Travel is back. At least that’s what I thought when I traveled to Spain via Chicago this March. Airports were full of sardines and seats were stuffed, despite mask and COVID-19 testing requirements for international travelers.
Almost a month later, the picture of what travel looks like for the rest of 2022 is getting sharper. The immediate future of travel is expensive. At least in the US that Basically, masks are no longer compulsory — but airline cancellations and delays are skyrocketing, along with fuel costs. These rising prices are affecting both road trips and flights. According to the Bureau of Labor Statistics, airfare costs actually rose by 10.7% in March.
The travel recovery comes at a time when inflation has come to an end reached the highest level since 1981. Rising gas prices around the world are being exacerbated by the ongoing war in Ukraine. Grocery costs are also higher (Some warn of a global wheat shortage as a result of the conflict), and the global economy remains understaffed as a result of the pandemic.
However, according to the US Travel Association, 85% of Americans plan to travel this summer. If you’re one of them, you’ll want to use every tool to cut costs, whether you’re boarding a car, boat, or plane. In this way you save despite rising costs on arrival.
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Take advantage of COVID-era booking flexibility
Many COVID-related changes for airlines and hotels remain in place. “Airlines have largely eliminated change fees that have long frustrated travelers,” said Scott Mayerowitz, editor-in-chief of CNET’s sister site The Points Guy.
Now most major airlines allow you to change a flight without incurring fees to most domestic, Caribbean and Mexican destinations. However, change fees will still largely apply to international flights, Mayerowitz said, so keep that in mind if you plan to travel further abroad.
The same applies to flights booked with miles. Airlines used to charge a mileage refund fee, Mayerowitz said. Now you can book a flight with points directly with an airline and cancel without penalty.
This mass elimination of exchange fees may be an opportunity to save money, longtime globetrotter Stephanie Zito said in an email. “Book early when the tickets are cheaper,” she said. “Then change or cancel if your plans change. If there is a price drop on your booking, you can still cancel and rebook” at a lower price.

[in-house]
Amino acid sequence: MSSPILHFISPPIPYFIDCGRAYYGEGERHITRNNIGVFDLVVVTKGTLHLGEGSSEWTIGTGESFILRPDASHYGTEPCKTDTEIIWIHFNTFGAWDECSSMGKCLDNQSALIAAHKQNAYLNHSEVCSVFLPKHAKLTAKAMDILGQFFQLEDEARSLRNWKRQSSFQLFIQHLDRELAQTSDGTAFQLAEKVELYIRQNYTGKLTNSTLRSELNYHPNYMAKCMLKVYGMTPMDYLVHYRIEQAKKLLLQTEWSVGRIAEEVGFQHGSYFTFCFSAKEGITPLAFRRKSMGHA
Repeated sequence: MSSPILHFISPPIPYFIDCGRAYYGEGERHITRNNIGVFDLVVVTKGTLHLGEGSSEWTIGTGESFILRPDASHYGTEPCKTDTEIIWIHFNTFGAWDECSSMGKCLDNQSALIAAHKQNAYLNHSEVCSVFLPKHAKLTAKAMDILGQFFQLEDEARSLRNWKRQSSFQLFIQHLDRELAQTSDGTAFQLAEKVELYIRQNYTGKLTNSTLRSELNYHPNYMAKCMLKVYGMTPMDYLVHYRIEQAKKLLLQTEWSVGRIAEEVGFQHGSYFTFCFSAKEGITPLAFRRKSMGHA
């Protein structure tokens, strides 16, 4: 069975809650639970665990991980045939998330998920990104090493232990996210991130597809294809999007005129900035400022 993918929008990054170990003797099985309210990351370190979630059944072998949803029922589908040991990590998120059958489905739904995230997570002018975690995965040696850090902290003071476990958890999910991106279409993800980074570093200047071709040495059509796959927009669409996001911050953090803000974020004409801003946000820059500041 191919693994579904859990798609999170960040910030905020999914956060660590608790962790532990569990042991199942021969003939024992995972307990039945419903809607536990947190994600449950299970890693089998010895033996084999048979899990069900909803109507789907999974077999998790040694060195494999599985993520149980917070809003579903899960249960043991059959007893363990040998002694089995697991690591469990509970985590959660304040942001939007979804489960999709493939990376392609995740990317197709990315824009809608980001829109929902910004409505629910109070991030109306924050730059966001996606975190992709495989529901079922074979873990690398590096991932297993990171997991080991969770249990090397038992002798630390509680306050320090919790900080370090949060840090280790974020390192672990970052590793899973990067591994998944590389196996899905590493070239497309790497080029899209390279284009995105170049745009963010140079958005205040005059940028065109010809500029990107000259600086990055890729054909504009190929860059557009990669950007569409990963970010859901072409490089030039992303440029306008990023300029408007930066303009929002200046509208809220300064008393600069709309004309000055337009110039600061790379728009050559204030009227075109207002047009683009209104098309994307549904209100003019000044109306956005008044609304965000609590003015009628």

Basic Economy is cheaper but think twice before you book
While regular flights are becoming easier to change or cancel due to COVID, basic economy tickets are becoming more restrictive. Basic economy tickets typically offer the lowest upfront fares, but they lack flexibility — you can’t change or cancel at all — and they charge additional fees for almost everything from bringing a carry-on bag to choosing a seat. And you will most likely be one of the last passengers to board the plane.
It is important to keep this in mind as most booking portals, including those from airlines and credit card loyalty programs, first shows you basic saving options, sometimes secretly. You might think you’re getting a lot, but if you read the fine print on this fare — as you should always do with any travel booking — you’ll find that you’re painting yourself into an option that could cost more than you end up having negotiated.
A quick search for April flights from Austin, Texas to Amsterdam on Kayak and Expedia showed me round trips between $560 and $612, which sounded pretty good for the route. But it was only after I selected the tickets that all the limitations came to light. When I went with the standard economy option, the cost for the same trip increased hundreds of dollars on both sides to $842.
Travelers need to do their research first and be comfortable with restrictions they agree to. If you need to be flexible with your dates and can afford the additional cost of standard tickets, it may offer better value for money in the long run.
Pack Strategically to Save Money (Yes, Really)
Can the way you pack your bags save you money? Absolutely, but it depends on the situation.
If you’re flying on an airline you’re not a loyalty member with, packing everything you need in one carry-on bag can save you up to $30 per traveler on each leg of the trip. Checking bags can halve your overall cost in this department by doubling it so one large suitcase can hold two people’s clothes (especially if you’re part of a family group).
While some airlines like Delta are experimenting with scrapping baggage fees to reduce delays, low-cost carrier Frontier Airline lowered its checked-bag weight limit from 50 pounds — the industry standard — to 40 pounds. In this case, packing less can save you more.